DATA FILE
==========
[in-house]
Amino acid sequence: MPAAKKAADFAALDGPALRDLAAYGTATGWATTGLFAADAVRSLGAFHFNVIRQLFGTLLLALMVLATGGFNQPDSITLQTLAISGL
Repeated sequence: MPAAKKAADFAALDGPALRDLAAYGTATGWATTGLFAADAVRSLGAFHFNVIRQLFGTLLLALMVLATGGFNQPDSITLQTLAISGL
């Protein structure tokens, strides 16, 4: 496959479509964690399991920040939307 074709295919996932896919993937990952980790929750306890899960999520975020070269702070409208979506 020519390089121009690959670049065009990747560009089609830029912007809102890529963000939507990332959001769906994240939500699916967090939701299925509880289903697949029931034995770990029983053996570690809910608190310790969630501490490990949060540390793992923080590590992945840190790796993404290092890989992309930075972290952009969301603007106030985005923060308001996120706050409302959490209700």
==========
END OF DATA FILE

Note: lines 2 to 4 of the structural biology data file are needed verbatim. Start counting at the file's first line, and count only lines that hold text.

Amino acid sequence: MPAAKKAADFAALDGPALRDLAAYGTATGWATTGLFAADAVRSLGAFHFNVIRQLFGTLLLALMVLATGGFNQPDSITLQTLAISGL
Repeated sequence: MPAAKKAADFAALDGPALRDLAAYGTATGWATTGLFAADAVRSLGAFHFNVIRQLFGTLLLALMVLATGGFNQPDSITLQTLAISGL
């Protein structure tokens, strides 16, 4: 496959479509964690399991920040939307 074709295919996932896919993937990952980790929750306890899960999520975020070269702070409208979506 020519390089121009690959670049065009990747560009089609830029912007809102890529963000939507990332959001769906994240939500699916967090939701299925509880289903697949029931034995770990029983053996570690809910608190310790969630501490490990949060540390793992923080590590992945840190790796993404290092890989992309930075972290952009969301603007106030985005923060308001996120706050409302959490209700």